Human Hereditary Project: Albinism
By: Madeleine Richards
First of all ---- Who is at risk for Albinism?
Albinism is an inherited disorder that’s present at birth. Children are at risk of being born with albinism if they have parents with albinism, or parents who carry the gene for albinism.
Other Names for Albinism
- oculocutaneous albinism
Types of Albinism
- Characterized by white hair, very pale skin, and light-colored irises.
- Type 2 is less severe than type 1. Usually the person has skin that is a creamy white with light brown or blond hair.
- Called rufous oculocutaneous albinism. This usually affects darker-skinned people. These individuals have reddish-brown skin, ginger or red hair, and hazel or brown irises.
- has signs and symptoms similar to those seen with type 2.
- Common in Puerto Rico. People with this syndrome range from being very pale to having normal coloring.
- The hair is usually brown or blond with a silvery sheen, and the skin is usually creamy white to grayish.
Tyrosinase is the only gene in which mutations are known to cause oculocutaneous albinism type 1
OCA2 is the only gene in which mutations are known to cause oculocutaneous albinism type 2.
TYRP1 mutations cause type 3; and changes in the SLC45A2 gene result in type 4.
an enzyme occurring in many organisms that is a catalyst in the conversion of tyrosine to the pigment melanin; inactivity of this enzyme results in albinism
Symptoms for all types of Albinism
- Rapid, involuntary back-and-forth movement of the eyes called nystagmus
- Inability of both eyes to stay directed at the same point or to move in unison (strabismus)
- Extreme nearsightedness or farsightedness, causing glasses to be needed
- Sensitivity to light, which is called photophobia
- Abnormal curvature of the front surface of your eye or the lens inside your eye (astigmatism), which causes blurred vision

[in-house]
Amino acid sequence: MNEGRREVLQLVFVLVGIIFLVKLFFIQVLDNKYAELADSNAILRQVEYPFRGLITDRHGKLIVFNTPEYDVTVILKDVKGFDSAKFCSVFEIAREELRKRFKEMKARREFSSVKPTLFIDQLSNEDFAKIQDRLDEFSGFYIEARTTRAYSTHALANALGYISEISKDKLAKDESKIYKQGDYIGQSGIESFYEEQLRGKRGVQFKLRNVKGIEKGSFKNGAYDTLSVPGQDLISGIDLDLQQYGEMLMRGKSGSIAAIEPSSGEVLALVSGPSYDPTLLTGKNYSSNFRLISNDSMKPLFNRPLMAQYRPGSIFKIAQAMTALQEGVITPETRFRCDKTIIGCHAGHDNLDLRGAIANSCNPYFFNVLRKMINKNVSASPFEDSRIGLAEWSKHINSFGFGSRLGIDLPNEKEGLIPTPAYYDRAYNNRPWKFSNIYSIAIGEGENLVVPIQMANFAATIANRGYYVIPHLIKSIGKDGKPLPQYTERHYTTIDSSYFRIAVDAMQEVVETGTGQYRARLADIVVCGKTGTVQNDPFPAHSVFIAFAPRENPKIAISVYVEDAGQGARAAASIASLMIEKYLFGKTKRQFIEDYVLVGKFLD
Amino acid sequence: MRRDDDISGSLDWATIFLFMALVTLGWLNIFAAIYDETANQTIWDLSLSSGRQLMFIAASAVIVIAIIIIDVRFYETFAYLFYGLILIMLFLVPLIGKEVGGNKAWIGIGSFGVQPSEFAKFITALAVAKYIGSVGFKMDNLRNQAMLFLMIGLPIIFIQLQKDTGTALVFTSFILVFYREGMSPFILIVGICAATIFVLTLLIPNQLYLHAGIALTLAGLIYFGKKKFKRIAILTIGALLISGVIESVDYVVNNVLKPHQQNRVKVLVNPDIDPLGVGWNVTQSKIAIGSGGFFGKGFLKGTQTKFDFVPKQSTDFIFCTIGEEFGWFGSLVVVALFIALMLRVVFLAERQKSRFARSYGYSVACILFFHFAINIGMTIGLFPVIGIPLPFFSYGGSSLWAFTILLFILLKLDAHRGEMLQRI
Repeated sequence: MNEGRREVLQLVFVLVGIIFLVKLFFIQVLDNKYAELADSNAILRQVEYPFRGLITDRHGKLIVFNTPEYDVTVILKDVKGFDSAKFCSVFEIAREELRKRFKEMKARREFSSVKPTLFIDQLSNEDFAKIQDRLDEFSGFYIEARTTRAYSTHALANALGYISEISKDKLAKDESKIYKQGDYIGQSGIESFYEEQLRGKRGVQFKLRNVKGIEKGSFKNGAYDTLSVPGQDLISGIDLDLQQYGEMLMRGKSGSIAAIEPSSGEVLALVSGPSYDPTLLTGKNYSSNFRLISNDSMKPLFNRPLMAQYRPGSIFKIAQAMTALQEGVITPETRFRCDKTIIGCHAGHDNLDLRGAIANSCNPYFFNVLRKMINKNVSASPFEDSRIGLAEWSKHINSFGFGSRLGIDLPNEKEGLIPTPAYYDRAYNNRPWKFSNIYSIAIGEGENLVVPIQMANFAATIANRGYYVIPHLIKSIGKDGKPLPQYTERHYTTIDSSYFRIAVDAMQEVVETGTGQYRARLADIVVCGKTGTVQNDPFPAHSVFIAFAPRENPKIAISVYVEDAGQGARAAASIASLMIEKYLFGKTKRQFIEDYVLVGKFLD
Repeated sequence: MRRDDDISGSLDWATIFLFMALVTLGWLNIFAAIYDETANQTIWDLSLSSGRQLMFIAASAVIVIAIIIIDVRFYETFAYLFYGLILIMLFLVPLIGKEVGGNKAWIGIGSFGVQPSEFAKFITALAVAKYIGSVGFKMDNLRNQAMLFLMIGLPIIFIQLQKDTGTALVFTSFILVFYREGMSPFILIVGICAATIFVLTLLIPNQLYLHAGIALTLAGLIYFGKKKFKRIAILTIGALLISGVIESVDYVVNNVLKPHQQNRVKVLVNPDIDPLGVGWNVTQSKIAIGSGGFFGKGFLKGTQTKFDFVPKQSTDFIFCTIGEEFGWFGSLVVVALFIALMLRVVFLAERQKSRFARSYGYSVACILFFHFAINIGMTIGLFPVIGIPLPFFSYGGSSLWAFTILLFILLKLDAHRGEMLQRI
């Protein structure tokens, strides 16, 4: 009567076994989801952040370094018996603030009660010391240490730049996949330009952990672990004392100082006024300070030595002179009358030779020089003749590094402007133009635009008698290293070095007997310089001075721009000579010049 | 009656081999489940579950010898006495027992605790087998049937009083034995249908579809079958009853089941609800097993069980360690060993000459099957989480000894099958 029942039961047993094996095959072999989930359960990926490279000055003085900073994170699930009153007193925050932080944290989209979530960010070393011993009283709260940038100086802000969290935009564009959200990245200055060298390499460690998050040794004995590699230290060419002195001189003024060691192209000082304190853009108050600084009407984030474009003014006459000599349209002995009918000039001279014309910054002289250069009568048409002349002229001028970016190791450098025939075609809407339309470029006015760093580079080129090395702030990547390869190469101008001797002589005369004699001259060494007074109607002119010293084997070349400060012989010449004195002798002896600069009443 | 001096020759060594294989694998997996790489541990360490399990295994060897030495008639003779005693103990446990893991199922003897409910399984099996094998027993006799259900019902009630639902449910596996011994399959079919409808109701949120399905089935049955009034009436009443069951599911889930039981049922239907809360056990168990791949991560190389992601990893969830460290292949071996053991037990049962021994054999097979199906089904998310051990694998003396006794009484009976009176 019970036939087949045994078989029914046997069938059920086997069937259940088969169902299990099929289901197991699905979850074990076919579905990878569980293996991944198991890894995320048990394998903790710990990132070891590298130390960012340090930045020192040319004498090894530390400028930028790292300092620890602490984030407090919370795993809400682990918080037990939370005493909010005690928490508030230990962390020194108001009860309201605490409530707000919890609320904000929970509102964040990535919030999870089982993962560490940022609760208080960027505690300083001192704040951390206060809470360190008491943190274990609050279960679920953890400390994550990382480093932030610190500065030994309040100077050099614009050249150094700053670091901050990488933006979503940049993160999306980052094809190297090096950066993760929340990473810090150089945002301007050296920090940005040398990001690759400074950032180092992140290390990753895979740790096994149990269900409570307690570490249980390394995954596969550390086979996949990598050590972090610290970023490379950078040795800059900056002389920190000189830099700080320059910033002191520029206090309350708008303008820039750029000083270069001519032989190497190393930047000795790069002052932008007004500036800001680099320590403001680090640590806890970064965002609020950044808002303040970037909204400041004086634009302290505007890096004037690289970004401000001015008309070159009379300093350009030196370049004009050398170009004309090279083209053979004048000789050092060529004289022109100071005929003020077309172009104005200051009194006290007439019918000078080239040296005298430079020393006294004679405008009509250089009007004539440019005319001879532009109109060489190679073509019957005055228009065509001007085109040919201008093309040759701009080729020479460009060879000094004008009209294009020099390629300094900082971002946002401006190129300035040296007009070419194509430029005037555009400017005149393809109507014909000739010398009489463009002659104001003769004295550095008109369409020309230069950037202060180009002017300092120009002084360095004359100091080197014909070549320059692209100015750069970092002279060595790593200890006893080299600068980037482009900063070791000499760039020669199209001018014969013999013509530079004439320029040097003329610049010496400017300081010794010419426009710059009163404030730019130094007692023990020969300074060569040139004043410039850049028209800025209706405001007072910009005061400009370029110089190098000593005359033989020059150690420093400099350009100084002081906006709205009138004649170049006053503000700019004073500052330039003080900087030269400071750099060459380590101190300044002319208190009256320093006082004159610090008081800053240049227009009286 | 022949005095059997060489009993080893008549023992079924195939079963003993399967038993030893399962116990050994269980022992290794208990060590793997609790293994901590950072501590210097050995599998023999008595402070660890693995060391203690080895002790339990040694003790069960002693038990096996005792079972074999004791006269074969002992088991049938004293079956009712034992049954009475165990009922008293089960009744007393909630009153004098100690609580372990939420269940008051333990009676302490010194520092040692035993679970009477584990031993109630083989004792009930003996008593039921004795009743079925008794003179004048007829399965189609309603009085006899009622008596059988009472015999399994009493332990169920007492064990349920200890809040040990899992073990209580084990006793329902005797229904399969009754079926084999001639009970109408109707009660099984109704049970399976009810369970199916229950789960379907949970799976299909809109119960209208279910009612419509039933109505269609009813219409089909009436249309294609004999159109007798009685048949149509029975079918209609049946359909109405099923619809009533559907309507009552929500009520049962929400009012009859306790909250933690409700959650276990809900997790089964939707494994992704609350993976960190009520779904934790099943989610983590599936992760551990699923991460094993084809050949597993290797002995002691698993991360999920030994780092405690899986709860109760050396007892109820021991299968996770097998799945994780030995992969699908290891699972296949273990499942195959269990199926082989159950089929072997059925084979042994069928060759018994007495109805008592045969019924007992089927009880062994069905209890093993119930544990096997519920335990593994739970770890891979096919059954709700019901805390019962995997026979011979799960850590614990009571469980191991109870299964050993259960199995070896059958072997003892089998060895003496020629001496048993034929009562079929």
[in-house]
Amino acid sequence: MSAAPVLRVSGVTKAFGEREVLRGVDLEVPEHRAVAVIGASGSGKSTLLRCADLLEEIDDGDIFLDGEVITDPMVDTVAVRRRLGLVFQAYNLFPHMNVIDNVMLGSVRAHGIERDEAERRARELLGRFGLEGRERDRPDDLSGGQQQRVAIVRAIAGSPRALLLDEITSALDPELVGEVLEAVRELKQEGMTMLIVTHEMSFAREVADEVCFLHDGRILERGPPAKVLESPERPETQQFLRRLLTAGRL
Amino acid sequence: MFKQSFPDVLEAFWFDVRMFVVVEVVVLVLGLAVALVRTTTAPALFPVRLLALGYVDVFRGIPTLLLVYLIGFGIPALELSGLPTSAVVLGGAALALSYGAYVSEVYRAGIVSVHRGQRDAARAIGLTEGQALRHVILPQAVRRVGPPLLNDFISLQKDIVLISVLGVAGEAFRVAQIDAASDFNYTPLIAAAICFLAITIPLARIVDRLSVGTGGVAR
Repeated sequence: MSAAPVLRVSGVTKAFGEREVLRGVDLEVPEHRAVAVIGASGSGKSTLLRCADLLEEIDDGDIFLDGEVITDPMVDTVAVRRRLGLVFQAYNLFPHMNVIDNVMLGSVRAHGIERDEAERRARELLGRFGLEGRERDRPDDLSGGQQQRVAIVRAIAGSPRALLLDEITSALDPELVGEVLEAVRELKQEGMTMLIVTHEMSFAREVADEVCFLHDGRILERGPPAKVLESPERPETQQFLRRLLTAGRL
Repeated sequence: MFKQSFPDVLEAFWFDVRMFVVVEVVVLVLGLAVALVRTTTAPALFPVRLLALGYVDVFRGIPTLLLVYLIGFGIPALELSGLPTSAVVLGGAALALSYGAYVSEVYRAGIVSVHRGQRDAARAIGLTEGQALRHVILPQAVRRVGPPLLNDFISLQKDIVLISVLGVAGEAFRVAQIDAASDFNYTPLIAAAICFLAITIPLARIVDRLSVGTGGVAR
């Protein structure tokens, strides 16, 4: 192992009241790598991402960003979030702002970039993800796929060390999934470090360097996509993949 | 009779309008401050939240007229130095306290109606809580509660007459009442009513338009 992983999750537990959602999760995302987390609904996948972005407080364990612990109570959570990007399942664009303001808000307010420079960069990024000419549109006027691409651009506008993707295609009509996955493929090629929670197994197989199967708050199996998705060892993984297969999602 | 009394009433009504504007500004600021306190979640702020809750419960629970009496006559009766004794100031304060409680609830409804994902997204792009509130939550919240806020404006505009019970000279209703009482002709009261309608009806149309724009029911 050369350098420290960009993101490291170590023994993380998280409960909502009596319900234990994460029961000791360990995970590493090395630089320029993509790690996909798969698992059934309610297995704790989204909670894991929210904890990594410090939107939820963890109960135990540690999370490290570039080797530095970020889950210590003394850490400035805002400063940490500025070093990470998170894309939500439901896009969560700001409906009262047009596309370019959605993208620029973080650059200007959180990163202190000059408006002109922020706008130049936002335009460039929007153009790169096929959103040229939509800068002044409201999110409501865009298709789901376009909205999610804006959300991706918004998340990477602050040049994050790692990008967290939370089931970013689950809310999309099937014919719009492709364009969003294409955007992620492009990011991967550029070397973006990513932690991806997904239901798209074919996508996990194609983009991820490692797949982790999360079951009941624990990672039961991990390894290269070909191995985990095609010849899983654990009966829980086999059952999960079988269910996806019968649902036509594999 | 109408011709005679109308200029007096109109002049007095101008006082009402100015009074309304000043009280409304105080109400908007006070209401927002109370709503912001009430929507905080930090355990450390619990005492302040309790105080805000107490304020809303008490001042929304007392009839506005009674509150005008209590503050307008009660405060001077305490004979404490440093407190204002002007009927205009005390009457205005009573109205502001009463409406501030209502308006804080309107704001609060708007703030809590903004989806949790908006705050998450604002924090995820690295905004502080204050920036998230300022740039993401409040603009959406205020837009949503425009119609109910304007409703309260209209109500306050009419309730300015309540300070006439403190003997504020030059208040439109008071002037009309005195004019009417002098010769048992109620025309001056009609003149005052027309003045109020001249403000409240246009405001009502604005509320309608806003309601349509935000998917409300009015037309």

- People with this disorder have signs and symptoms similar to people with oculocutaneous albinism, but they may also develop lung and bowel diseases, or a bleeding disorder.
- Has signs and symptoms similar to oculocutaneous albinism. People with this syndrome have a defect in white blood cells that increases their risk of infections.
According to the US National Library of Medicine, an estimated 1 in 20,000 people worldwide are born with oculocutaneous albinism.
- Type 2 occurs most frequently in African Americans and people from sub-Saharan Africa
- Type 3 occurs most frequently in people from southern Africa.
- Type 4 occurs frequently in the Japanese and Korean populations.
Albinism is linked to the X chromosome and is autosomal recessive.
Can people diagnosed with Albinism still have children?
There are Prenatal tests that can be done to see if a fetus has albinism.
There is no cure for albinism. Treatment for albinism can relieve symptoms and prevent sun damage. Treatment may include:
- sunglasses to protect the eyes from UV rays
- protective clothing and sunscreen to protect the skin from UV rays
- prescription eyeglasses to correct vision problems
- surgery on the muscles of the eyes to correct abnormal eye movements
Medical Advances on Albinism
Albinism is no longer a clinical diagnosis. The past classification of albinism was predicated on phenotypic expression, but now molecular biology has defined the condition more accurately. With recent advances in molecular research, it is possible to diagnose many of the various albinism conditions on the basis of genetic causation.
Future Outlook on Albinism
Scientists are currently working on trying to prevent the mutations in the genes that cause Albinism.